Plasmalogens in the retina: In situ hybridization of dihydroxyacetone phosphate acyltransferase (DHAP-AT) – the first enzyme involved in their biosynthesis – and comparative study of retinal and retinal pigment epithelial lipid composition


    loading  Checking for direct PDF access through Ovid

Abstract

Plasmalogens (Pls) are phospholipids containing a vinyl-ether bond in the sn-1 position of the glycerol backbone. The physiological role of Pls is still enigmatic, especially within the eye where their deficiency leads to developmental abnormalities. In order to learn more about the functions of Pls in the posterior eye, we evaluated retinal Pl content as well as the expression of the first enzyme involved in Pls biosynthesis, dihydroxyacetone phosphate acyltransferase (DHAP-AT) in the retina. In situ hybridization of DHAP-AT mRNA was performed on rat eye sections. The Pl contents of calf retina and retinal pigment epithelium (RPE) samples were determined by high-performance liquid chromatography, thin-layer chromatography, and gas chromatography. DHAP-AT was highly expressed in the inner segment of photoreceptors and in the RPE, suggesting two distinct sites for Pl biosynthesis. Plasmenyl-ethanolamine was the prominent class of Pls in both neural retina and RPE (28–29% of the total phospho-ethanolamine-glycerides). According to the nature of the alkenyl residue linked to the sn-1 position of Pls, the most striking finding was the greater proportion of octadecanal-aldehyde in the sn-1 position of plasmenyl-ethanolamine of the neural retina compared to all the other classes of Pls in the neural retina and the RPE. These findings might be relevant to the biological functions of Pls against oxidative stress and in the formation of lipid rafts.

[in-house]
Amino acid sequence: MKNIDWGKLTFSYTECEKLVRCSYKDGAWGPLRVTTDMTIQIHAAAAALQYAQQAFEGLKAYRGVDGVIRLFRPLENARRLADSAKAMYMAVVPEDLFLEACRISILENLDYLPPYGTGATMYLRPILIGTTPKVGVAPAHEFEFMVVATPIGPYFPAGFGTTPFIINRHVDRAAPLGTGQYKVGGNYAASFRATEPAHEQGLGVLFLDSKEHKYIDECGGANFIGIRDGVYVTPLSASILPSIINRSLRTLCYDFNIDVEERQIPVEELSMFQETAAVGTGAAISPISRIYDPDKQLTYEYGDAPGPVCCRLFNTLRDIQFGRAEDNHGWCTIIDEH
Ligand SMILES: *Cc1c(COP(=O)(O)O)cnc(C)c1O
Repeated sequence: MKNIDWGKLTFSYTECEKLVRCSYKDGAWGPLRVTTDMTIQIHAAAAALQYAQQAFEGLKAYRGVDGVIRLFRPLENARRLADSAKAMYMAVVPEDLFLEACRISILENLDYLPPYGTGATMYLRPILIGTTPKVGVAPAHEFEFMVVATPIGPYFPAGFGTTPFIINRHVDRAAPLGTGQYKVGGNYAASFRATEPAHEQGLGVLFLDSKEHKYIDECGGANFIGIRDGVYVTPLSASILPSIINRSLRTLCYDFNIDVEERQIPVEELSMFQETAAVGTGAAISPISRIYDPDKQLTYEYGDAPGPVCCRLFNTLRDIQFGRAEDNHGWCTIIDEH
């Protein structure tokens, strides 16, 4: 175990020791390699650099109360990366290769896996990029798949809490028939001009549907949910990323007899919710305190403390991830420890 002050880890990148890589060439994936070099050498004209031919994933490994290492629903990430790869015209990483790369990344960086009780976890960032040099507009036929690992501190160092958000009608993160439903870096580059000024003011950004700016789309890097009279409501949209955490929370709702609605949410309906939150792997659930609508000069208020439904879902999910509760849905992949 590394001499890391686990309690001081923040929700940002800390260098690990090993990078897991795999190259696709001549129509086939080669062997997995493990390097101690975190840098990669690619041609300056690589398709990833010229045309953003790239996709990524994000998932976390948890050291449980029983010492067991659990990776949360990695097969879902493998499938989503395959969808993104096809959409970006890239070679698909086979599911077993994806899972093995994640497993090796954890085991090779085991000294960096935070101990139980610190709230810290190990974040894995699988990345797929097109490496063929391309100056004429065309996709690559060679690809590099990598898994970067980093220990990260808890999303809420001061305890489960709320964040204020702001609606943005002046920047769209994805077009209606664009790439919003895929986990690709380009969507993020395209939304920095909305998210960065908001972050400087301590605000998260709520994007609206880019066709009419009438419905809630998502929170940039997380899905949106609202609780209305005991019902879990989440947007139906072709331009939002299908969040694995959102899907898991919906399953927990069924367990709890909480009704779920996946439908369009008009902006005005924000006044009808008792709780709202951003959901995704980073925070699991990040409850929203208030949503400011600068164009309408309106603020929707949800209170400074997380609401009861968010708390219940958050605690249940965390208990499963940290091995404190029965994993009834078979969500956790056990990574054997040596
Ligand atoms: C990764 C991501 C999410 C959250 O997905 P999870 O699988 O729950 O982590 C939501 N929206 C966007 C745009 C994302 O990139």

loading  Loading Related Articles